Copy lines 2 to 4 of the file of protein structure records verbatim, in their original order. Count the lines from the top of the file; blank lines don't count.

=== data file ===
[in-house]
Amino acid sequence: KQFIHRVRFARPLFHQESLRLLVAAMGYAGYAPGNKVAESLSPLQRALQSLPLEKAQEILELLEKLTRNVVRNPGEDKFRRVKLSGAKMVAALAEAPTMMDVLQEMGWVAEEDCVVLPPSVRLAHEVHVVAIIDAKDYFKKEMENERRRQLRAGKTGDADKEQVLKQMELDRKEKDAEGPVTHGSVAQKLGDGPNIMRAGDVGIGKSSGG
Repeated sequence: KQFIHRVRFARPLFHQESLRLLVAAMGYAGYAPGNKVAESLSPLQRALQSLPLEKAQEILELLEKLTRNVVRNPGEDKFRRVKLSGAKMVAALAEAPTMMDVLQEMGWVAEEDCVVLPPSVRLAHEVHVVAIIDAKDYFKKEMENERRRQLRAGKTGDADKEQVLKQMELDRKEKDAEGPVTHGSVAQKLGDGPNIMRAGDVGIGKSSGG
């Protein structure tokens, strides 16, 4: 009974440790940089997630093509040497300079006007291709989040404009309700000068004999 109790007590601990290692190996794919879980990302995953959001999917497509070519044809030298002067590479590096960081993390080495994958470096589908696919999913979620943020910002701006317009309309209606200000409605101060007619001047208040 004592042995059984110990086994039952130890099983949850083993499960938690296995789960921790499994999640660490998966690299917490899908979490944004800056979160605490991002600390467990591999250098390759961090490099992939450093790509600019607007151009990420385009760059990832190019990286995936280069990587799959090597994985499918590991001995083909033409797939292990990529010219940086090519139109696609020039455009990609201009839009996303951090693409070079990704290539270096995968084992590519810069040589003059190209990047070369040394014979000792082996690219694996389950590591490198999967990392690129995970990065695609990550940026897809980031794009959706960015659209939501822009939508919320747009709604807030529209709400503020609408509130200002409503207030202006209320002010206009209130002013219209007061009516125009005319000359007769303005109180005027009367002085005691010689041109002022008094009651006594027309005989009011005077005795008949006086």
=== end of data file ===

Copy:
Amino acid sequence: KQFIHRVRFARPLFHQESLRLLVAAMGYAGYAPGNKVAESLSPLQRALQSLPLEKAQEILELLEKLTRNVVRNPGEDKFRRVKLSGAKMVAALAEAPTMMDVLQEMGWVAEEDCVVLPPSVRLAHEVHVVAIIDAKDYFKKEMENERRRQLRAGKTGDADKEQVLKQMELDRKEKDAEGPVTHGSVAQKLGDGPNIMRAGDVGIGKSSGG
Repeated sequence: KQFIHRVRFARPLFHQESLRLLVAAMGYAGYAPGNKVAESLSPLQRALQSLPLEKAQEILELLEKLTRNVVRNPGEDKFRRVKLSGAKMVAALAEAPTMMDVLQEMGWVAEEDCVVLPPSVRLAHEVHVVAIIDAKDYFKKEMENERRRQLRAGKTGDADKEQVLKQMELDRKEKDAEGPVTHGSVAQKLGDGPNIMRAGDVGIGKSSGG
């Protein structure tokens, strides 16, 4: 009974440790940089997630093509040497300079006007291709989040404009309700000068004999 109790007590601990290692190996794919879980990302995953959001999917497509070519044809030298002067590479590096960081993390080495994958470096589908696919999913979620943020910002701006317009309309209606200000409605101060007619001047208040 004592042995059984110990086994039952130890099983949850083993499960938690296995789960921790499994999640660490998966690299917490899908979490944004800056979160605490991002600390467990591999250098390759961090490099992939450093790509600019607007151009990420385009760059990832190019990286995936280069990587799959090597994985499918590991001995083909033409797939292990990529010219940086090519139109696609020039455009990609201009839009996303951090693409070079990704290539270096995968084992590519810069040589003059190209990047070369040394014979000792082996690219694996389950590591490198999967990392690129995970990065695609990550940026897809980031794009959706960015659209939501822009939508919320747009709604807030529209709400503020609408509130200002409503207030202006209320002010206009209130002013219209007061009516125009005319000359007769303005109180005027009367002085005691010689041109002022008094009651006594027309005989009011005077005795008949006086």